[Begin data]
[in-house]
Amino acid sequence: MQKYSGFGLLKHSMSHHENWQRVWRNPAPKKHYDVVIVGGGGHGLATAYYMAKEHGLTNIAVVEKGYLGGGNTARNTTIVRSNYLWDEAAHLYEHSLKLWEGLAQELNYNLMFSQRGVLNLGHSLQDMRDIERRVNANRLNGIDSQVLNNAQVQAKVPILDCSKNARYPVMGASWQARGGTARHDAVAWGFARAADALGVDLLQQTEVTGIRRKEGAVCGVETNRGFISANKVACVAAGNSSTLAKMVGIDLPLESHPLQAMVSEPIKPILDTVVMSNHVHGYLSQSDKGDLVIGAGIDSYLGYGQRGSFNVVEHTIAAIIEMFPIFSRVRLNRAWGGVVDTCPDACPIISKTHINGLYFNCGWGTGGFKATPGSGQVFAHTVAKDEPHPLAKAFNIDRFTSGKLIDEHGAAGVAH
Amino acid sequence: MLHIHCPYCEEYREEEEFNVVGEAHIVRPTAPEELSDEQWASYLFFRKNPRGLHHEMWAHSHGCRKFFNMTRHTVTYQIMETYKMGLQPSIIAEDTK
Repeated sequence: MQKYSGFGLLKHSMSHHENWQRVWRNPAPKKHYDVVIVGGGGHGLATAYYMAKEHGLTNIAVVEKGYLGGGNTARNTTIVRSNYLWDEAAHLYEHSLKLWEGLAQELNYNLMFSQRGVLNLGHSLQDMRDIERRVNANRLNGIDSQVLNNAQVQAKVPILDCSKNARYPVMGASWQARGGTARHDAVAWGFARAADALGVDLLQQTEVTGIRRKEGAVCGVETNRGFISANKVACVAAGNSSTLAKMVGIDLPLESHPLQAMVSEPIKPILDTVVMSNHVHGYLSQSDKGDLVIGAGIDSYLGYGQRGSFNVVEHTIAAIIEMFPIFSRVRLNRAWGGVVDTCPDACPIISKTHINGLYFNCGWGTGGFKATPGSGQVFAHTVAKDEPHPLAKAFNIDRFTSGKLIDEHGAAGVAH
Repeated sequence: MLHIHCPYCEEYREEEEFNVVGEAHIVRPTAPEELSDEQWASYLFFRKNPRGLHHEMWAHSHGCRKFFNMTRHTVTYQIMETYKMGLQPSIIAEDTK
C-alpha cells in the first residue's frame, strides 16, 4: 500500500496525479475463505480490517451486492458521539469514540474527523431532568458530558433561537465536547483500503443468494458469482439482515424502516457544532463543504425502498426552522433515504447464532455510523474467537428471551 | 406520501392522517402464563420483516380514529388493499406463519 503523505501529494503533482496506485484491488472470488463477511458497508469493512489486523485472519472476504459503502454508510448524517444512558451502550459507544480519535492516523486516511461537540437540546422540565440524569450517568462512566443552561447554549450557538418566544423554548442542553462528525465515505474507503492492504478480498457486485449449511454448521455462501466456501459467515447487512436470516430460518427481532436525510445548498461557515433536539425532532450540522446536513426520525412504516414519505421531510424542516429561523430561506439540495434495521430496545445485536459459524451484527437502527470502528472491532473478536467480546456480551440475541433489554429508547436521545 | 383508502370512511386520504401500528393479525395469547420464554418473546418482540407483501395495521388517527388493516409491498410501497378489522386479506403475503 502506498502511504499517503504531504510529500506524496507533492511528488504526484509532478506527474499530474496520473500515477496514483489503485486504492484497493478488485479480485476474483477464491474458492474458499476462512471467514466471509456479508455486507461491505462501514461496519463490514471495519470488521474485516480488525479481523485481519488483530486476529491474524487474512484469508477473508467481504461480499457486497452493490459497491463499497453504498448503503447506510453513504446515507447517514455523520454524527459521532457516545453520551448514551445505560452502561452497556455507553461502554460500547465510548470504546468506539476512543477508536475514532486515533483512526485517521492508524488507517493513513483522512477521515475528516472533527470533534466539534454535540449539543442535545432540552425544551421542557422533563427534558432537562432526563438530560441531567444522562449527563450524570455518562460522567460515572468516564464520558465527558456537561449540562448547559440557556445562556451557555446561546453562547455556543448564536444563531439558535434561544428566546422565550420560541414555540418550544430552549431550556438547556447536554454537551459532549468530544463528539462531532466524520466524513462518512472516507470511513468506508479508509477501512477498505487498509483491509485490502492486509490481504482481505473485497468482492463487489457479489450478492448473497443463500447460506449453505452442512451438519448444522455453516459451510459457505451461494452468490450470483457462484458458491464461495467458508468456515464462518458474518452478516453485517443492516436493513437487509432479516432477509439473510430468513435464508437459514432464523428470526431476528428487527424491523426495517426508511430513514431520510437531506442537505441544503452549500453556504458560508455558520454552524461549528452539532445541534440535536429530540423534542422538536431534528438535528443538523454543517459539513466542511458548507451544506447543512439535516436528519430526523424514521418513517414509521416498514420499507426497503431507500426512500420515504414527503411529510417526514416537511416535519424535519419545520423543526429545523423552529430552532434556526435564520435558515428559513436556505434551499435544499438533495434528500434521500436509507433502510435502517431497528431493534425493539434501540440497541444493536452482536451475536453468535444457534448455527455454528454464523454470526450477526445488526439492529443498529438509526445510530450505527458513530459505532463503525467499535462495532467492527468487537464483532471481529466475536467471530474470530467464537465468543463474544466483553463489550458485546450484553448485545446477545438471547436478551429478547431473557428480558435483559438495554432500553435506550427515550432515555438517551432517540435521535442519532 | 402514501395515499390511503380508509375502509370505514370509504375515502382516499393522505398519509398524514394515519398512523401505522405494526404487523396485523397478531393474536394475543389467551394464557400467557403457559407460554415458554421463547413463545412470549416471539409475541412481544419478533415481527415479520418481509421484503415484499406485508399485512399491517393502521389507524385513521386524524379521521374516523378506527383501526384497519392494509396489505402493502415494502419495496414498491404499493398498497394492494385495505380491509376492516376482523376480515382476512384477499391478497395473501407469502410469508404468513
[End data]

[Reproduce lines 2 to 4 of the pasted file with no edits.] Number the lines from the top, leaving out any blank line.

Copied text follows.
Amino acid sequence: MQKYSGFGLLKHSMSHHENWQRVWRNPAPKKHYDVVIVGGGGHGLATAYYMAKEHGLTNIAVVEKGYLGGGNTARNTTIVRSNYLWDEAAHLYEHSLKLWEGLAQELNYNLMFSQRGVLNLGHSLQDMRDIERRVNANRLNGIDSQVLNNAQVQAKVPILDCSKNARYPVMGASWQARGGTARHDAVAWGFARAADALGVDLLQQTEVTGIRRKEGAVCGVETNRGFISANKVACVAAGNSSTLAKMVGIDLPLESHPLQAMVSEPIKPILDTVVMSNHVHGYLSQSDKGDLVIGAGIDSYLGYGQRGSFNVVEHTIAAIIEMFPIFSRVRLNRAWGGVVDTCPDACPIISKTHINGLYFNCGWGTGGFKATPGSGQVFAHTVAKDEPHPLAKAFNIDRFTSGKLIDEHGAAGVAH
Amino acid sequence: MLHIHCPYCEEYREEEEFNVVGEAHIVRPTAPEELSDEQWASYLFFRKNPRGLHHEMWAHSHGCRKFFNMTRHTVTYQIMETYKMGLQPSIIAEDTK
Repeated sequence: MQKYSGFGLLKHSMSHHENWQRVWRNPAPKKHYDVVIVGGGGHGLATAYYMAKEHGLTNIAVVEKGYLGGGNTARNTTIVRSNYLWDEAAHLYEHSLKLWEGLAQELNYNLMFSQRGVLNLGHSLQDMRDIERRVNANRLNGIDSQVLNNAQVQAKVPILDCSKNARYPVMGASWQARGGTARHDAVAWGFARAADALGVDLLQQTEVTGIRRKEGAVCGVETNRGFISANKVACVAAGNSSTLAKMVGIDLPLESHPLQAMVSEPIKPILDTVVMSNHVHGYLSQSDKGDLVIGAGIDSYLGYGQRGSFNVVEHTIAAIIEMFPIFSRVRLNRAWGGVVDTCPDACPIISKTHINGLYFNCGWGTGGFKATPGSGQVFAHTVAKDEPHPLAKAFNIDRFTSGKLIDEHGAAGVAH